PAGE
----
This video is a must watch

I didn’t watch the video. What is this cyan business about?

Fun fact: my brain did not compute when I saw the word norm. Been using norms in my own processing and reading about norms in dt discussion. It is also past midnight. :full_moon_with_face:

Yeah, sorry, it was without the tone curve.

Interesting. I have not found the reconstruct tab in filmic rgb to be of any use. I have a preset that sets the Highlight reconstruction module to “reconstruct in LCh” mode… automatically and for all images. Otherwise I sometimes have pink skies.

I never do anything else with the HR module, but I make use of the scene tab in filmic. I tried turning off HR, and using only filmic and don’t always get the same results. I can’t get the reconstruct tab in filmic to do anything useful.

I understand you because I had a hard time trying to figure out the best way to recover highlights with filmic rgc.

After watching some videos of Aurélien and reading/learning about the development of the filmic rgb module in this forum I’m now have a way to recover highlights and I’m very satisfied with it.

Basically I deactivate highlight reconstruction altogether, and set preserve chrominance in filmic to ‘no’. After this I go to the reconstruct tab of filmic and adjust the threshold and maybe some of the other sliders. Part of those steps were an advice of @kofa in this thread: Lost highlights in darktable - #2 by kofa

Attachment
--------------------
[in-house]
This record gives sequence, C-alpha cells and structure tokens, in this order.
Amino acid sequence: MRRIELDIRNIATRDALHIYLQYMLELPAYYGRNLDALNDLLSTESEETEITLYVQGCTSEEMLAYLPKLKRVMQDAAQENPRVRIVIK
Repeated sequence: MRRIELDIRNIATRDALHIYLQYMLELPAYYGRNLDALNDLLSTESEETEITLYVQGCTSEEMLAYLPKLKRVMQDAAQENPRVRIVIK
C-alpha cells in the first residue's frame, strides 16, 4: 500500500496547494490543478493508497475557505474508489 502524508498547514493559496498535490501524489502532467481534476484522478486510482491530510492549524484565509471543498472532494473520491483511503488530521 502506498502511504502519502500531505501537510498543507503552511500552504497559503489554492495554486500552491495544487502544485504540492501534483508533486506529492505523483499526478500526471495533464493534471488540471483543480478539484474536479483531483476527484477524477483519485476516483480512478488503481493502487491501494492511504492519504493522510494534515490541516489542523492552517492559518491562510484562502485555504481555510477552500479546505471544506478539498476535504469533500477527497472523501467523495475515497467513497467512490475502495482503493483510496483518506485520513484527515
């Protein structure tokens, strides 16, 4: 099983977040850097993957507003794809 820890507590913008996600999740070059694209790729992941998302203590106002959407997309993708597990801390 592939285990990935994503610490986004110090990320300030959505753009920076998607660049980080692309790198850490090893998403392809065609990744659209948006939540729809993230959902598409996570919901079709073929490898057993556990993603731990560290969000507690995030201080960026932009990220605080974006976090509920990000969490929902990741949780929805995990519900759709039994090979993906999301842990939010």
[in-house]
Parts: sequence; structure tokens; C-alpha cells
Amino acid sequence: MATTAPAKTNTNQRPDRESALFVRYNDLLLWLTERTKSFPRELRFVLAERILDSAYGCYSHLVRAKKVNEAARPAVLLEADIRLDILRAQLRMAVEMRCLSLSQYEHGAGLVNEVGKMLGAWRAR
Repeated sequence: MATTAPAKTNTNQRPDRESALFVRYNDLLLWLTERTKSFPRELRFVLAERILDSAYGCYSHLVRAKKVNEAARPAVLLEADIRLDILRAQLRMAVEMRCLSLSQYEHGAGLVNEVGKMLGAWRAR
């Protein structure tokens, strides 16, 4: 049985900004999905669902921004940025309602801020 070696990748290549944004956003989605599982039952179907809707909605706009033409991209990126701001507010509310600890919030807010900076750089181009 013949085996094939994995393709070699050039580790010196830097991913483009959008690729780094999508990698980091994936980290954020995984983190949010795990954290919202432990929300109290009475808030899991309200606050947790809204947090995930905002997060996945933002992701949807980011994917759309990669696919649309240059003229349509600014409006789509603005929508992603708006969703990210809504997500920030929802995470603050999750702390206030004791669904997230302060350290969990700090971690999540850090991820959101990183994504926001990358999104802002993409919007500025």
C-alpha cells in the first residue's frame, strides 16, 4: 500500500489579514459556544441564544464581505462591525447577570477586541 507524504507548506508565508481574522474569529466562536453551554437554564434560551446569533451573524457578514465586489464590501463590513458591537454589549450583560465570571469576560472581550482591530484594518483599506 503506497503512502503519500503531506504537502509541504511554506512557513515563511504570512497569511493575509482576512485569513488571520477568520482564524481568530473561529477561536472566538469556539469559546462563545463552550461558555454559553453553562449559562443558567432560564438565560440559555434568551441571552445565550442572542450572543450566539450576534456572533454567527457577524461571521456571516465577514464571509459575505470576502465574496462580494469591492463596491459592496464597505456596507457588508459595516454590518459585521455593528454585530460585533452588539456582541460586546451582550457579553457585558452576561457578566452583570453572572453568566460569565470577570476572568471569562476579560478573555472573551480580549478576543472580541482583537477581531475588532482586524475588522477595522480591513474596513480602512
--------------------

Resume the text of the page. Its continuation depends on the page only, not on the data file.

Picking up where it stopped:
1 Like

I don’t think I ever recommended that.
I find that with bright highlights, luminance Y works well. For my taste, ‘no’ results in too much desaturation.
After I made that comment, Aurélien developed his new guided laplacians method for highlight reconstruction. And I still use LCh from time to time.

1 Like

I edited my comment, I hope I expressed it better now :wink:

1 Like

It’s probably best to watch but he talks about how in typical RAW processing software the highlights in a blue sky shift hue into cyan before heading towards white.

Being a spry, young 30-something hue shifts in digital imagery is what I’ve seem my whole life so I expected and when filmic didn’t do it looked wrong. So much of our expectations and what looks like reality to us is baked in by our culture and the technology of the time. To this day I swear the real sky shifts to cyan near the horizon to my eye except on exceptionally clear days.

As for “the norm,” I just meant it here as “usual” or “expected.” From about my teenage years on digital filming and photography have been everywhere. Even my poor rural high school had one of those floppy disk using Sony Mavicas back then. I didn’t get a personal digital camera until the early to mid 2000s but I was still relatively young and in college at that point.


My point was the normalization of norm on this forum led my brain to compute it as the mathematical term, just as you tend to expect cyan.

What colour is shifting to cyan? An oddity about me is that I don’t think in colours, so I have difficulty talking about them, if that makes any sense. I need someone to describe it to me.